|Next Info Memo||List of Info Memos|
|Subject:||Significant Asset Growth and Its Implications|
|Date of Memorandum:||02/09/2007|
|Signed By:||McKenzie, Thomas|
|FCA Contact Person:||Stephens, David, (703) 883-4412|
|List of Attachments:|
The System has greatly benefited from favorable lending conditions for several years. When these favorable conditions come to an end, institutions must be properly positioned for the risk that could follow. From the problems of the 1980s, the agricultural lending industry, and the System in particular, have made a remarkable turnaround. At September 30, 2006, over 96 percent of System loan volume was of Acceptable quality and earnings and capital levels remained sound. Record farm income in 2004 and 2005 has contributed to the System’s strong condition. Similarly, land values have increased sharply with a 15 percent increase in 2005, the largest percentage gain since 1981. Significantly, land values have increased by 50 percent over the past three years.
Despite these strengths in the general agricultural economy, institutions must be aware of the threats that could cause their portfolio to deteriorate. For example, agricultural real estate appreciation has been driven in part by non-agricultural factors. As a result, weakness in residential real estate values could spill over into agricultural real estate. This is more likely when the appreciation has exceeded increases in cash rents and the income-producing capacity of agricultural land. We previously cautioned System institutions to be alert to increasing collateral risk in an Informational Memorandum issued on March 9, 2005. Additionally, the current U.S. Department of Agriculture forecast (November 2006) estimates that farmers’ net cash income will decrease in part because of an increase in production expenses, particularly fuel and fertilizer expenses. Profitability of poultry and livestock producers is being adversely affected by significantly higher corn prices, which are being driven by the ethanol industry. We comment on ethanol lending and the System’s support for that industry in greater detail below. Finally with regard to current credit conditions, the recent record profitability occurred partly because of government support programs that many expect to be reduced in the future. We urge you to monitor anticipated changes in the forthcoming Farm Bill and assess their impact on your portfolio.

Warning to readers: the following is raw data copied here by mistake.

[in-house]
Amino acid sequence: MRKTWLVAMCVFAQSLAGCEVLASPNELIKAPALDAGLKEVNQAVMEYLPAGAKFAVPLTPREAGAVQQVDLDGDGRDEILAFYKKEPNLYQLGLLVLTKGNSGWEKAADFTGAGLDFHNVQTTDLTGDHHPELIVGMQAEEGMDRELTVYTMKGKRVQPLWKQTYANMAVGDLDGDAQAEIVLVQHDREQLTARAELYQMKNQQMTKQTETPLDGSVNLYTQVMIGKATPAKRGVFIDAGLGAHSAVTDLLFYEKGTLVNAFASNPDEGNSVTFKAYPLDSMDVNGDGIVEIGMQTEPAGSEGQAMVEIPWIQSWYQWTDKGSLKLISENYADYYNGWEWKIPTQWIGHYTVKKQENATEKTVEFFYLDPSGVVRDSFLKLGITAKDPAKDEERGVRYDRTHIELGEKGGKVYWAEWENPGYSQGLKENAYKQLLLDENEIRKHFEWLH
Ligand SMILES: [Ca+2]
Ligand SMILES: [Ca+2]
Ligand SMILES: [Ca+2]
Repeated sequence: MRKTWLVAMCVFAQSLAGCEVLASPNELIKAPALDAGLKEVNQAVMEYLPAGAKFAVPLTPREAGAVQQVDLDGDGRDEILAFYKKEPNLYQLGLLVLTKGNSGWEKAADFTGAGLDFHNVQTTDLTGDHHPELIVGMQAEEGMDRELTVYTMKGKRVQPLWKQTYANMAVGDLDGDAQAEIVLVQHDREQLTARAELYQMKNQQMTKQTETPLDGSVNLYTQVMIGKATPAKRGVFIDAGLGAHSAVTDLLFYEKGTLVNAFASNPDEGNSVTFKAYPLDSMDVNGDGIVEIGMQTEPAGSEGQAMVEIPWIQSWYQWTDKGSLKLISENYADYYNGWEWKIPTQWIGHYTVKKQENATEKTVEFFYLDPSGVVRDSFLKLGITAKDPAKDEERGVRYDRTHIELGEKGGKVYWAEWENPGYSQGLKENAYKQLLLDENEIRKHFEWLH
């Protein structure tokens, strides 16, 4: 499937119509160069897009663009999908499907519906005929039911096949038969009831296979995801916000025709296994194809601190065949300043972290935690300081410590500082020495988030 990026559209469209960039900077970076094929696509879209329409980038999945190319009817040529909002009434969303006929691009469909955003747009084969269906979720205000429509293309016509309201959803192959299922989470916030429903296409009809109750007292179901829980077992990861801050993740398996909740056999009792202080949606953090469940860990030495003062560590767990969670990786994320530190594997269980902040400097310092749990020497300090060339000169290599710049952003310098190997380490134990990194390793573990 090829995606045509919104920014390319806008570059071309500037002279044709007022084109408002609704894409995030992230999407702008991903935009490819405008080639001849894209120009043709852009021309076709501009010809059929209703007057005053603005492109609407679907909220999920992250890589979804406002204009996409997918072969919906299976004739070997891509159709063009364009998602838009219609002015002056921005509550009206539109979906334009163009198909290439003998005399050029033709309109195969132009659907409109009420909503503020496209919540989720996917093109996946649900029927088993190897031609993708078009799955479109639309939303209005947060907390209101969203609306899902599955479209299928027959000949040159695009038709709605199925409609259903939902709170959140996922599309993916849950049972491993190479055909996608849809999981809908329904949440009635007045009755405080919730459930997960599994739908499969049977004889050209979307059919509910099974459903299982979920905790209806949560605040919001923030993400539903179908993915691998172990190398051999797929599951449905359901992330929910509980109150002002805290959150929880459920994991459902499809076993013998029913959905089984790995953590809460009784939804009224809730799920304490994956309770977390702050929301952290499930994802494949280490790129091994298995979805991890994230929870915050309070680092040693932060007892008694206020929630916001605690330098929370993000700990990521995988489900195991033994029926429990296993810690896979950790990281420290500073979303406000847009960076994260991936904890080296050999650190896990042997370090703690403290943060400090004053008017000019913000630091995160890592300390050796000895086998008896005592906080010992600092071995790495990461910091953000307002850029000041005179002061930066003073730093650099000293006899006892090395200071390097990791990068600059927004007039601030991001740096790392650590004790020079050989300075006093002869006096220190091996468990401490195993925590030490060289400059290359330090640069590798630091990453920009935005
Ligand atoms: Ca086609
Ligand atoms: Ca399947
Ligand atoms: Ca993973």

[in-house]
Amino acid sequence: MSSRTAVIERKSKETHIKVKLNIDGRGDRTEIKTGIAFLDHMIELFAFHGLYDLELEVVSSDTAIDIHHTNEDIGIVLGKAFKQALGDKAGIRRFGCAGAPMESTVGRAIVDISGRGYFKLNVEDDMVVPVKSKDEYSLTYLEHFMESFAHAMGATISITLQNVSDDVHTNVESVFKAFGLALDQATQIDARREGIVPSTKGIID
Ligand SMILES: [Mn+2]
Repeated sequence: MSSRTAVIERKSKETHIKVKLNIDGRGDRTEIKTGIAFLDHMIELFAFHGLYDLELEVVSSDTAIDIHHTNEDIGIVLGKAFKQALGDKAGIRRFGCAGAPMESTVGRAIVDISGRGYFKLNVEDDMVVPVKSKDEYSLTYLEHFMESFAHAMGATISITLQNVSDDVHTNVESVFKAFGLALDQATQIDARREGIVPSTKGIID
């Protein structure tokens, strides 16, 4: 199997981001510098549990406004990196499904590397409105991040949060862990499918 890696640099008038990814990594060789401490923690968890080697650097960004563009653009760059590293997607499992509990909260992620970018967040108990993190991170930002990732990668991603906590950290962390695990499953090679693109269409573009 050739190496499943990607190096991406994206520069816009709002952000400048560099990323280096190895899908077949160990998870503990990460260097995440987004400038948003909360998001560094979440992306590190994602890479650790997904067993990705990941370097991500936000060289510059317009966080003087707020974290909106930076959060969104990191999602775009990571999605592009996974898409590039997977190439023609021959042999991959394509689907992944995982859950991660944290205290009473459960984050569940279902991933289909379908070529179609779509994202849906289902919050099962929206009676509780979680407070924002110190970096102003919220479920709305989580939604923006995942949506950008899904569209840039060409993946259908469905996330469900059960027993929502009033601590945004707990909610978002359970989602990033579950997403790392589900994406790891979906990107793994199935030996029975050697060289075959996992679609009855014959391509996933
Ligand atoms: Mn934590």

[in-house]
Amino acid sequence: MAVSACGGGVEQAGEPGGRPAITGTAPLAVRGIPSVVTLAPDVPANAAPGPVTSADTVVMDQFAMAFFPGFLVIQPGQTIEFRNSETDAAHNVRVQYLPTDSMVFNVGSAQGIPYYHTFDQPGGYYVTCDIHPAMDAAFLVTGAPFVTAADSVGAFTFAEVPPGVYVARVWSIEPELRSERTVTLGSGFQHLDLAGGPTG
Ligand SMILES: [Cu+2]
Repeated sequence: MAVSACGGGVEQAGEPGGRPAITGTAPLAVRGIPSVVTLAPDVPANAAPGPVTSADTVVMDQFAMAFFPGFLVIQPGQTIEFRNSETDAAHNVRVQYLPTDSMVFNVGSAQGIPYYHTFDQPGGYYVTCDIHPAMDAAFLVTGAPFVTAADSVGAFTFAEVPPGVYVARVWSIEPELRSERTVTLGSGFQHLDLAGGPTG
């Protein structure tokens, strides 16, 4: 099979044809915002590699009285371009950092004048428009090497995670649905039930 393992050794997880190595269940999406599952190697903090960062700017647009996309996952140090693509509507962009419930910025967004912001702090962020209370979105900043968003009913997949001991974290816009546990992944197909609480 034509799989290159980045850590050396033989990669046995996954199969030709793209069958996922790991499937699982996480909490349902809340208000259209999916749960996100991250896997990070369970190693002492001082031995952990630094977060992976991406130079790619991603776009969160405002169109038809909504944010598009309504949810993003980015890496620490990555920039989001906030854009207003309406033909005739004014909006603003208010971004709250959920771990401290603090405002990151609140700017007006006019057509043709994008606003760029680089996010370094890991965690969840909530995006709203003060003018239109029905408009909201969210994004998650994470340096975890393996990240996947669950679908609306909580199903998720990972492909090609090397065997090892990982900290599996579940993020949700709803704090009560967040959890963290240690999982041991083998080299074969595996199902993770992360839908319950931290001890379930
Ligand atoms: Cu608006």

Lending Due Diligence